Indy supporters urge Scotland to follow Wales with publicly owned energy company
Independence supporters in Scotland have criticised their government for not following Wales on plans to set up a publicly owned energy company.
Last month Wales’ Minister for Climate Change Julie James announced plans for Wales to have a publicly-owned renewable energy developer.
She said that said energy profits created in Wales would deliver greater benefit for people in Wales.
But no similar plans have emerged in Scotland despite it being the centrepiece of Ms Sturgeon’s main speech to the SNP conference in 2017.
Despite eventually spending £500,000 on consultants and an outline business case, the plans were ditched last year, with Social justice Secretary Shona Robinson saying that the project had been “very, very challenging to do under devolution”.
Independence-supporting Scottish think tank Common Weal has now written to their government demanding in action in light of Wales’ decision to push on with a publicly owned energy company of its own.
Dr Keith Baker, a board member of Common Weal whose research informed the decision to set up Wales’ own publicly owned energy company, accused the Scottish Government of “yet another feeble excuse for inaction”.
“We know full well that they have the powers they need to establish an asset-owning public energy company, not least because we investigated them as part of writing our original policy paper,” he said.
“The facts are plain and simple. The First Minister has twice promised a public energy company, and twice reneged on that promise. The Scottish Government wasted almost half a million pounds of public money on a feasibility study for establishing a retail-only company, which any expert worth their salt could’ve told them for free was a bad idea.”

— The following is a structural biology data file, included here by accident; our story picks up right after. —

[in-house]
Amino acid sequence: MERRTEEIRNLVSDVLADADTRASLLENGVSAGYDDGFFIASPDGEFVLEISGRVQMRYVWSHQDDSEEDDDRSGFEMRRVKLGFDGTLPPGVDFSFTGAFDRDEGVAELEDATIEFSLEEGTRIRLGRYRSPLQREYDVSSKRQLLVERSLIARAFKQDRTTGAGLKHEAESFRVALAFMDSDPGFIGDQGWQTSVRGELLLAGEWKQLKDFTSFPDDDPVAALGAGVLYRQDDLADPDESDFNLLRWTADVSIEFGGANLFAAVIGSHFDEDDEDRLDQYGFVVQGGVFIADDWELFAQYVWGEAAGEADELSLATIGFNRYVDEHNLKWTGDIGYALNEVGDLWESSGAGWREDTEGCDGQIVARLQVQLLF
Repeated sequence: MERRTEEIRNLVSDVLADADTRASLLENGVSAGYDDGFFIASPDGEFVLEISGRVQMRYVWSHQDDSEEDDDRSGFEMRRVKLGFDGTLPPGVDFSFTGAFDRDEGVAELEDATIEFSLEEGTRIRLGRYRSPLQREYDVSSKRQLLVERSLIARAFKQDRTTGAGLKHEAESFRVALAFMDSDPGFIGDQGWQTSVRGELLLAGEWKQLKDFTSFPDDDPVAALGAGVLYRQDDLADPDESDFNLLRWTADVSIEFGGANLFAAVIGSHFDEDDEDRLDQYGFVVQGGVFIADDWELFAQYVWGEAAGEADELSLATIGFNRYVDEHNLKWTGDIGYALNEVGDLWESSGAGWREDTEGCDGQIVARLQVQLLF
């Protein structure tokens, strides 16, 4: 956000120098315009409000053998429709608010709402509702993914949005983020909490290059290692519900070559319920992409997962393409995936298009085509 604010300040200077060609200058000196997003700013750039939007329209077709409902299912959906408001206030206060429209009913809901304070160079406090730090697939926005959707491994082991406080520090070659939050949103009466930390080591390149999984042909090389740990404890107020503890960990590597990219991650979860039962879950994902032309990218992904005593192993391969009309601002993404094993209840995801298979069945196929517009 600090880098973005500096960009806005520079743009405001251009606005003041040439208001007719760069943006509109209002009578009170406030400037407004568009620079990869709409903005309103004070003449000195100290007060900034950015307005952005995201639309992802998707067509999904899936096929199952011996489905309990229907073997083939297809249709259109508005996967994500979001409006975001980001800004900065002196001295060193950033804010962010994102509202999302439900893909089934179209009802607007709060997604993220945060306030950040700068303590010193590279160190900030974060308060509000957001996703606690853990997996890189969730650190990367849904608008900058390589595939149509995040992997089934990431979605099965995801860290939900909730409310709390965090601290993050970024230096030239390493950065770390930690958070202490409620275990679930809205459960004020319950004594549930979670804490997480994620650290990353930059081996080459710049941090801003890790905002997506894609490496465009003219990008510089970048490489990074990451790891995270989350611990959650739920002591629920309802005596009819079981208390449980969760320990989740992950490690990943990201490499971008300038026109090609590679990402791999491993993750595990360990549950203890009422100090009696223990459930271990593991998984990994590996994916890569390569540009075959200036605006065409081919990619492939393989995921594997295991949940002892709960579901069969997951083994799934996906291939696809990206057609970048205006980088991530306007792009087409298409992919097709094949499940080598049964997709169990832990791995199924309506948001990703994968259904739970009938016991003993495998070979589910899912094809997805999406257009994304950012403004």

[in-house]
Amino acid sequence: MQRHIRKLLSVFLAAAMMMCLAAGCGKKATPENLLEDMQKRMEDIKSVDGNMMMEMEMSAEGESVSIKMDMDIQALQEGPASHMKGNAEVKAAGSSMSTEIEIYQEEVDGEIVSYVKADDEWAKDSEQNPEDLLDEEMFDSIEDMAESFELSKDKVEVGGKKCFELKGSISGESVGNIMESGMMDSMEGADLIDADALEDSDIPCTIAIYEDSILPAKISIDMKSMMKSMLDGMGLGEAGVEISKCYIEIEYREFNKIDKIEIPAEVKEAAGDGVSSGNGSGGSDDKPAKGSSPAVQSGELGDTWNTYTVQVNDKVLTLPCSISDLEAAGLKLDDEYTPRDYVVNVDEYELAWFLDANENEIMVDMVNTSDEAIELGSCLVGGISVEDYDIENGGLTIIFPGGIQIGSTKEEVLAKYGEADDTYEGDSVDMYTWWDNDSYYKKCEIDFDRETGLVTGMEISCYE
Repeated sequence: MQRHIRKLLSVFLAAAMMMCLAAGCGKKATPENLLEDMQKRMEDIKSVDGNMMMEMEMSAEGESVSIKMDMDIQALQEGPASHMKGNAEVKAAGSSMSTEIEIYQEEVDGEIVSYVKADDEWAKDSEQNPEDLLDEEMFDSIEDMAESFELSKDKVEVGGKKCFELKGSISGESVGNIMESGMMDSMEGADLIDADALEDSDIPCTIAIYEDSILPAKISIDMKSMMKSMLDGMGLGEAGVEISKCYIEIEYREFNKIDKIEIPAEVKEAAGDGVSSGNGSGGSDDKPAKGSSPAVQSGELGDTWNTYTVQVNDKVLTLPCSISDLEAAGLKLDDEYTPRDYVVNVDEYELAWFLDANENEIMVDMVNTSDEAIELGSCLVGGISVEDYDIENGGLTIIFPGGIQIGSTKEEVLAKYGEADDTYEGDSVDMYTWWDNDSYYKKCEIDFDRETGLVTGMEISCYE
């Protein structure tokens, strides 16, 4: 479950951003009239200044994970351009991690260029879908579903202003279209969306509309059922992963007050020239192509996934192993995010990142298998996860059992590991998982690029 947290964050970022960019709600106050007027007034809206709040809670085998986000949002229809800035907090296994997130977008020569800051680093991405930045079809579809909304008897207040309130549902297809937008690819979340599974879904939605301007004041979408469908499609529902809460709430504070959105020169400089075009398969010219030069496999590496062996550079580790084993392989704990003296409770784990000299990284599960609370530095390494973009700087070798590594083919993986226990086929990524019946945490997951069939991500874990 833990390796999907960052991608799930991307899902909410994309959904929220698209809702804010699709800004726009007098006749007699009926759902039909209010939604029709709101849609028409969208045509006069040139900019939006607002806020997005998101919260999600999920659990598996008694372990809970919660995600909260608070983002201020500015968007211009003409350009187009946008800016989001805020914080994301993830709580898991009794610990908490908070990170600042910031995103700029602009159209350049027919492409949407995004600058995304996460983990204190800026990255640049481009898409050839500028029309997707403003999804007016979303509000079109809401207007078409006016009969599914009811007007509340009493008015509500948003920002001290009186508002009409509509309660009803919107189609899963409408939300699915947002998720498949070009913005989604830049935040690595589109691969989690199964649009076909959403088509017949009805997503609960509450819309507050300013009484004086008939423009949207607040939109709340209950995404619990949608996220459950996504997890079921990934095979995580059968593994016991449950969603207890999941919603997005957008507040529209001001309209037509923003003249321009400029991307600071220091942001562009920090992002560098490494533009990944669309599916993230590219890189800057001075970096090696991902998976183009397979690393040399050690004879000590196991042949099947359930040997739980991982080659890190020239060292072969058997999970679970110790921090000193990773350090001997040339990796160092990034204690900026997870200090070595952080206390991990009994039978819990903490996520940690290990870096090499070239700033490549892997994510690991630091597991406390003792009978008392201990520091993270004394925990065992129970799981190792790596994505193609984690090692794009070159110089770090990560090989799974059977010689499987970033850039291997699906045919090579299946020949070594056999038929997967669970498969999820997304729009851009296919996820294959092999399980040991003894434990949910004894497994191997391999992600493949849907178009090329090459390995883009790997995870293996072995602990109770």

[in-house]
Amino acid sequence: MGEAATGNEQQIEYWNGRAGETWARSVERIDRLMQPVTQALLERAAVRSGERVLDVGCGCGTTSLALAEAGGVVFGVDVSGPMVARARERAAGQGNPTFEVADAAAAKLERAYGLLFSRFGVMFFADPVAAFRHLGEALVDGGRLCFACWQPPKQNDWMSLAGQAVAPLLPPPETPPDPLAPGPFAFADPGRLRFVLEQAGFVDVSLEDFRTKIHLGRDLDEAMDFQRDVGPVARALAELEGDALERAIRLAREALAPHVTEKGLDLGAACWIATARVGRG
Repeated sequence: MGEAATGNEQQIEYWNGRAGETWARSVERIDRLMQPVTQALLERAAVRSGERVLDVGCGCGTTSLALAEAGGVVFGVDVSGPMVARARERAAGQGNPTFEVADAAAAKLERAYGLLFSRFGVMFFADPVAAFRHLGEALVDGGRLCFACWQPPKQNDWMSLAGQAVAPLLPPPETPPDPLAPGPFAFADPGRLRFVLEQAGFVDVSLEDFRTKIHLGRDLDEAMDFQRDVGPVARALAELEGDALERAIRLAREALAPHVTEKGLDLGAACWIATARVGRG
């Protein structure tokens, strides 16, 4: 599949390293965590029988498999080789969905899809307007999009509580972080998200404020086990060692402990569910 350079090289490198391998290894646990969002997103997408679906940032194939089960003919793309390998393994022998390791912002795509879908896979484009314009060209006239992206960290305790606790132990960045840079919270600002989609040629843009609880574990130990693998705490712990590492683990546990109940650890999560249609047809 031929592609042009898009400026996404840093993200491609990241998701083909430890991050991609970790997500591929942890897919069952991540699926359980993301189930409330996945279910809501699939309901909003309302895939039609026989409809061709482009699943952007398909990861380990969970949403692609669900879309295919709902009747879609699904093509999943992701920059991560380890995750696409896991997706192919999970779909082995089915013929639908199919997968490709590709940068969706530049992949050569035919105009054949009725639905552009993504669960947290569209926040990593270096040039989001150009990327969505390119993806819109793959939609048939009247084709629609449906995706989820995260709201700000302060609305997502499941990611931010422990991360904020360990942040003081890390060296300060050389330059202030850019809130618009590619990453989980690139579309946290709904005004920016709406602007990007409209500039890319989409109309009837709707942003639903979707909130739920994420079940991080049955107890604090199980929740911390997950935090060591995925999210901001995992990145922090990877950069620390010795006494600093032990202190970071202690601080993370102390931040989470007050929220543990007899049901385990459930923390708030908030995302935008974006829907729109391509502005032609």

He added: “The membership of the SNP and Greens have consistently supported establishing exactly the sort of company that the Welsh Government has announced, so we are left to conclude that the resistance comes from their leadership.”
The plans in Wales have themselves however been criticised by the Welsh Conservatives, who said that there was no clarity and no detail about how much they will cost.
Responding to the statement made last month, Shadow Minister for Climate Change, Janet Finch-Saunders MS said: “As we face the ever-pressing issue of climate change and the increasing cost of energy, a new approach to renewable energy is needed in Wales. Unfortunately, Labour’s new plan provides no clarity.
“There has been no detail as to how much money is going to be invested and no clarity as to how this plan will fit with the existing Energy Service.
“Labour ministers must listen to Welsh Conservative plans to establish a £150 million Wales Marine Energy Investment Fund to ensure Wales has access to vast amounts of clean and affordable energy.”
Speaking in the Senedd as she made the announcement, Minister for Climate Change Julie James had said the aim was to “harvest our wind and use it to produce power that directly benefits people in Wales”.
“We will set up a publicly-owned renewable energy developer,” she said. “This is a long-term sustainable investment that puts net zero and the communities of Wales at the heart of the transition we need.
“We are in a climate emergency and our approach is in stark contrast to the UK Government that is focusing on fracking and fossil fuels – opposed by most communities and incompatible with our international obligations.”
With soaring living costs and an ongoing lack of certainty around energy supply, the Minister said the current UK market was “bad for bill payers”.
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